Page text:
(Katy, Texas) – Paul Montgomery, the numismatic expert hired by the court-appointed receiver for the Stanford Financial Group companies, cautions that claimants should remain patient after a federal judge in Dallas, Texas approved dispersals of more than $20 million in rare coins, bullion coins and cash to former customers of Stanford Coins and Bullion, Inc. on January 5, 2010.
"The process is arduous. Stanford’s clients and vendors are very concerned about their open business with the company, and while I understand and sympathize with their concerns, I ask all interested parties to remain patient as the process takes significantly longer than most would expect," said Montgomery, President of Paul Montgomery & Associates LLC of Katy, Texas and President of the Professional Numismatists Guild.
Judge David C. Godbey, of the United States District Court Northern District of Texas Dallas Division, approved most of the motions presented by the court-appointed Receiver to dispose of six categories of assets, including $20.2 million of coins and bullion being stored for 147 Stanford customers; approximately $1 million worth of coins and bullion that had been marked for delivery to approximately 70 customers who had paid in full prior to the Stanford being taken over by the Receiver; and to liquidate approximately $500,000 of coins and bullion held by Stanford for customers who had not yet paid in full for their purchases.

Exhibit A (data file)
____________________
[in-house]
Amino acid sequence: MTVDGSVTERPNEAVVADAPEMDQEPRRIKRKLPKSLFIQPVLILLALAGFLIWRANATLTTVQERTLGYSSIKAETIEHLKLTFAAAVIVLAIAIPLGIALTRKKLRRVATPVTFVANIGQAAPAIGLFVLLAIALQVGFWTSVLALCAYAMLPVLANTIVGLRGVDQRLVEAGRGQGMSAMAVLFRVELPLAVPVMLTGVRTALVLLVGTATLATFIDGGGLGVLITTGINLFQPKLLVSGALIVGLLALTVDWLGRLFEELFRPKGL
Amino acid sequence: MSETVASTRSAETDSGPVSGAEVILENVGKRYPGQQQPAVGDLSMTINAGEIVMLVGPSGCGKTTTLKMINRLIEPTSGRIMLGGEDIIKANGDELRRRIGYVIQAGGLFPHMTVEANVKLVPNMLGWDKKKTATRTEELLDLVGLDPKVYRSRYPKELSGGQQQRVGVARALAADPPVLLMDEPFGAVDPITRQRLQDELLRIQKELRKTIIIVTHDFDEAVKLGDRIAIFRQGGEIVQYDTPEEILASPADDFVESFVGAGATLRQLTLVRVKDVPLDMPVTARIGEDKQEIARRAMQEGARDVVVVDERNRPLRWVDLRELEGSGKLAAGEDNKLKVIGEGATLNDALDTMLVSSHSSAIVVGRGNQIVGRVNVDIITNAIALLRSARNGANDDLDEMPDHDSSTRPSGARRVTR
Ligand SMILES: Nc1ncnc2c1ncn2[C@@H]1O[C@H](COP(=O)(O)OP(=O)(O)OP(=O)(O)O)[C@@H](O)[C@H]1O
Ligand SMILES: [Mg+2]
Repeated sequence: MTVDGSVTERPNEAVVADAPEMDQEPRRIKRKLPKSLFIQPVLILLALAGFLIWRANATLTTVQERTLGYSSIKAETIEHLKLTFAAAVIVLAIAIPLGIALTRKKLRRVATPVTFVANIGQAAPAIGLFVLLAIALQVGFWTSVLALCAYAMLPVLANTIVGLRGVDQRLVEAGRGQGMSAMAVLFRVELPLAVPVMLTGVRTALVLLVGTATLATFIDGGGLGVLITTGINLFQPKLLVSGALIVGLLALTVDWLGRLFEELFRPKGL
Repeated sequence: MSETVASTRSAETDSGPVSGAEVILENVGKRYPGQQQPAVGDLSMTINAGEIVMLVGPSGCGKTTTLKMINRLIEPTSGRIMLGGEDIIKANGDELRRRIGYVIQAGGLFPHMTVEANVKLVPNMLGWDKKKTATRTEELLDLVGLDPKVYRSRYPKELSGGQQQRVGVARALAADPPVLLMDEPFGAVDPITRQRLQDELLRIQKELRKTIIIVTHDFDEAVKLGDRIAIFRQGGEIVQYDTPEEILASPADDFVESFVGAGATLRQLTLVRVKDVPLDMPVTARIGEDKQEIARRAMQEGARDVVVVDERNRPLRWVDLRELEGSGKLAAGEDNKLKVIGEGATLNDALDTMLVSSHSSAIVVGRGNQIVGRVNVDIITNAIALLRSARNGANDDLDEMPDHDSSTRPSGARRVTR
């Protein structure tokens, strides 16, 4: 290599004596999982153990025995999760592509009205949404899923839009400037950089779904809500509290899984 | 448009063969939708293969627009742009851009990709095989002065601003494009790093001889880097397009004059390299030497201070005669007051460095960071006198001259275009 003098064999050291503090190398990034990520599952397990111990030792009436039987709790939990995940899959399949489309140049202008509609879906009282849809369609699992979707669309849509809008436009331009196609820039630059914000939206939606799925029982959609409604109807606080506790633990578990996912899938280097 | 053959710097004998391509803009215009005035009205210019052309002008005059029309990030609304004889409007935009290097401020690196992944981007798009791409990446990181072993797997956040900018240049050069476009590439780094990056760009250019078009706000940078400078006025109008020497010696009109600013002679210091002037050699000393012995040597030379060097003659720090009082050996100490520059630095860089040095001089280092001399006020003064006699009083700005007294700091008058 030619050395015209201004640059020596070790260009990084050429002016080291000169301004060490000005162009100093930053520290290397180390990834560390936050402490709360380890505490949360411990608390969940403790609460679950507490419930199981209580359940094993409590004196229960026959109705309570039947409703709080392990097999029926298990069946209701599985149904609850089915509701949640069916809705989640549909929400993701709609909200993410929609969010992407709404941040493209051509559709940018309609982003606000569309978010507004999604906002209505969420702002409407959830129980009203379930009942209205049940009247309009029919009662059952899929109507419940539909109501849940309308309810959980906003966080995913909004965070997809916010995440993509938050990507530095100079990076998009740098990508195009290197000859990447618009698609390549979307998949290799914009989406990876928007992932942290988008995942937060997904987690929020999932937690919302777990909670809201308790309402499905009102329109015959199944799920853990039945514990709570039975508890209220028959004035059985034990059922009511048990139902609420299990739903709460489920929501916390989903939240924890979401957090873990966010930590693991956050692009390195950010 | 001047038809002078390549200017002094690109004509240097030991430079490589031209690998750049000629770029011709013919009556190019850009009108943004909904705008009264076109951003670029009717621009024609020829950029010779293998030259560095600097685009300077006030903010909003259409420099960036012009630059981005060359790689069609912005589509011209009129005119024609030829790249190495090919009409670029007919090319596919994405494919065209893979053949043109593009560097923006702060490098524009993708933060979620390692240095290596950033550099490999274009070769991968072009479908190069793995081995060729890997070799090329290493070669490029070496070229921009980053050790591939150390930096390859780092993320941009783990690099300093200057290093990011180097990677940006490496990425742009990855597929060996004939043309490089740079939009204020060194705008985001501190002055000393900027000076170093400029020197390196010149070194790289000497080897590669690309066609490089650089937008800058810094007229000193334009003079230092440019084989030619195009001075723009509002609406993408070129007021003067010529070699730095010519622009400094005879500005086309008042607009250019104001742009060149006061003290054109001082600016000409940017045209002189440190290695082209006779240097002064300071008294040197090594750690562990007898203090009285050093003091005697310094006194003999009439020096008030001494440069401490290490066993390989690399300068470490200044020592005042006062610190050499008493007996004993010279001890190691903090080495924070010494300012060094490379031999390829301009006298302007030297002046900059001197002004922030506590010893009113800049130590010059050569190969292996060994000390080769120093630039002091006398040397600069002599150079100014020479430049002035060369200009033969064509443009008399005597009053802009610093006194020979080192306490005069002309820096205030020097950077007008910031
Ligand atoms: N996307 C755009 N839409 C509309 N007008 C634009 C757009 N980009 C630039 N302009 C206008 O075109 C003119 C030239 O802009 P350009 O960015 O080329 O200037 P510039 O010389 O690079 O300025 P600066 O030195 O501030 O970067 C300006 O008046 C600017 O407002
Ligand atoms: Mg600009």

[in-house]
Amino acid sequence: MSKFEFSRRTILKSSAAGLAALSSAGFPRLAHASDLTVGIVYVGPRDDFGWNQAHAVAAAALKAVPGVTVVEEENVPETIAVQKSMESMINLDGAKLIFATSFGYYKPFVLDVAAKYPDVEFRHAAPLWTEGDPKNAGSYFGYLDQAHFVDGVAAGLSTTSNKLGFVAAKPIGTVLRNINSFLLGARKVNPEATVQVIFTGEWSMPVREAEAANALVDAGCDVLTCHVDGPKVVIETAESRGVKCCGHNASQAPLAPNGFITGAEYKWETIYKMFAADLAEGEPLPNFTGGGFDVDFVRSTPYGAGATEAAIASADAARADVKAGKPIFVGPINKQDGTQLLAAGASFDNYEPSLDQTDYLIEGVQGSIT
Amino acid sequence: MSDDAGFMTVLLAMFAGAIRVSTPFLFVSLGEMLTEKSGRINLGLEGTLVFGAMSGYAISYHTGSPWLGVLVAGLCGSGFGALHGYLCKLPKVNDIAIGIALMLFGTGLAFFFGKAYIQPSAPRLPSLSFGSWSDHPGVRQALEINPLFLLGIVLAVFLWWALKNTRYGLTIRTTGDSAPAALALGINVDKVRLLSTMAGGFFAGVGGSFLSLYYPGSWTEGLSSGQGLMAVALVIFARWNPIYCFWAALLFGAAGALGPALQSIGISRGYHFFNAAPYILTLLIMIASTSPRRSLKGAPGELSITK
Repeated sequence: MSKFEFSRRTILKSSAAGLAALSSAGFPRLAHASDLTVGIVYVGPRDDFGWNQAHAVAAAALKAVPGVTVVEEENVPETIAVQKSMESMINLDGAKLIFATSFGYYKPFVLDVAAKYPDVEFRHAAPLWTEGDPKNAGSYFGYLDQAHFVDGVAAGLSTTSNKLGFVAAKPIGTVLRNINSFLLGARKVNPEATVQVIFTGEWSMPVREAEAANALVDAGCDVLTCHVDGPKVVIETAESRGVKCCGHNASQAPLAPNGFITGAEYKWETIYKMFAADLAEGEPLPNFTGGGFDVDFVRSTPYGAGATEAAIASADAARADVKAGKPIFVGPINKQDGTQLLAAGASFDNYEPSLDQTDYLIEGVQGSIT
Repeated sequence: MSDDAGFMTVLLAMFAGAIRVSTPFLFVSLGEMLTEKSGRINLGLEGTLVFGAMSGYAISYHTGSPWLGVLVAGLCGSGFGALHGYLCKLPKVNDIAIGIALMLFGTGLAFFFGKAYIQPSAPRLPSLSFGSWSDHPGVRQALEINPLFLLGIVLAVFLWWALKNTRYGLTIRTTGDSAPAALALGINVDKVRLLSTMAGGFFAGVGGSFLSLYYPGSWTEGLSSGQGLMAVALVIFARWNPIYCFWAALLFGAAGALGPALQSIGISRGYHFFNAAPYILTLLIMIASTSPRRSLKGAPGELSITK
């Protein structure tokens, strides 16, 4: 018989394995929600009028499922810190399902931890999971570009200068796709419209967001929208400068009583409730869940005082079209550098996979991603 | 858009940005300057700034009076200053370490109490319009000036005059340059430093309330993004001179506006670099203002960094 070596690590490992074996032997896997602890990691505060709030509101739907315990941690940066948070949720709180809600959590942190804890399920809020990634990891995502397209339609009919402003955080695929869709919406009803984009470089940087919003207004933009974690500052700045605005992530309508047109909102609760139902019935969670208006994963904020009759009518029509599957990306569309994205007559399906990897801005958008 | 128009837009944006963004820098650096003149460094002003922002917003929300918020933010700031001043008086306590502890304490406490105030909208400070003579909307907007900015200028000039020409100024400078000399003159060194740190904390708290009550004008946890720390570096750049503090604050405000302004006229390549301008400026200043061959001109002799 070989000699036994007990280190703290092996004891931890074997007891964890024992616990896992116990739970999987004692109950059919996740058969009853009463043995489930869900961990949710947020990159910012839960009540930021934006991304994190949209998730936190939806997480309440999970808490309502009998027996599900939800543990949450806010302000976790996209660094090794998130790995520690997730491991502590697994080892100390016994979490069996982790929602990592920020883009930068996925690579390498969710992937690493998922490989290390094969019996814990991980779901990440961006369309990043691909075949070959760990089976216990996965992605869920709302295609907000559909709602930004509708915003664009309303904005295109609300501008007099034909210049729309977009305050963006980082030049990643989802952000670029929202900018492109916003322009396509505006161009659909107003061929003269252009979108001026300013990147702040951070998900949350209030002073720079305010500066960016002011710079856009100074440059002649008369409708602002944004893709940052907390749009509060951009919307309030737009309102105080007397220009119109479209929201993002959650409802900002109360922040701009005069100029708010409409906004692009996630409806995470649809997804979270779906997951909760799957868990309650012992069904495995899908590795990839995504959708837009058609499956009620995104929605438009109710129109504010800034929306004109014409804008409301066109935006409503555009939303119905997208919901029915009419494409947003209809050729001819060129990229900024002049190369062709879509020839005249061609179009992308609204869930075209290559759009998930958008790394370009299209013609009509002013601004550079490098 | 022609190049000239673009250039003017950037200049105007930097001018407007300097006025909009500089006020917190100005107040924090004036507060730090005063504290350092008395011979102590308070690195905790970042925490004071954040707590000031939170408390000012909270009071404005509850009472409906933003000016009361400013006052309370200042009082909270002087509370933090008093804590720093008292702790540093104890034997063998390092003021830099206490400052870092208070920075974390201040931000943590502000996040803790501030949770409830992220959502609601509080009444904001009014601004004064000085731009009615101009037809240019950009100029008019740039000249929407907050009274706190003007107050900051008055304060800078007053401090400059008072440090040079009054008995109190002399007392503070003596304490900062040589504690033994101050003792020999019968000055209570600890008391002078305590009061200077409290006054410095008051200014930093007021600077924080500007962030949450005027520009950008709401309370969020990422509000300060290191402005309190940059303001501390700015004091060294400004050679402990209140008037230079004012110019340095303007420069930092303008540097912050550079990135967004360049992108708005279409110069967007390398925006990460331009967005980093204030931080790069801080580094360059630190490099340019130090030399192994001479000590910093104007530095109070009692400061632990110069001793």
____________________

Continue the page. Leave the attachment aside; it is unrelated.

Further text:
Last March Montgomery was hired as a consultant by attorney Ralph S. Janvey of Krage & Janvey, LLP in Dallas, the court-appointed receiver in the Stanford bankruptcy case. His specific role is to conclude operations of Stanford Coins and Bullion, Inc., and he has been carefully examining the numismatic items the company was holding for vendors and clients.
"The inventory alone was valued in the tens of millions and owned by hundreds of individuals and/or entities. Each item had to be carefully reconciled. I made recommendations to the court-appointed receiver regarding the disposition of all numismatic and precious metals holdings as well as the sale of other Stanford Coin and Bullion assets," he said.
"Stanford Coins and Bullion of Houston was wholly owned by R. Allen Stanford, and the company generated in excess of $60 million in revenue in its last year of operation, according to court documents in the case," said Montgomery.
Stanford customers whose payments for orders were received after the appointment of the Receiver will receive refunds that will total "hundreds of thousands of dollars," according to Montgomery.
Judge Godbey also approved a motion granting the Receiver permission to liquidate approximately $1.8 million in coins and bullion remaining in Stanford’s inventory for potential sale to its customers.
Judgment has been deferred for now on liquidating approximately $3 million of coins and bullion now held by the Receiver that were purchased by other entities owned by R. Allen Stanford or other defendants in the case.
A web site has been created to help interested parties, www.StanfordFinancialReceivership.com, or contact Paul Montgomery by phone at (832) 437-4383, by email at Paul@PaulMongtomeryonline.com or visit online at www.PaulMontgomeryonline.com.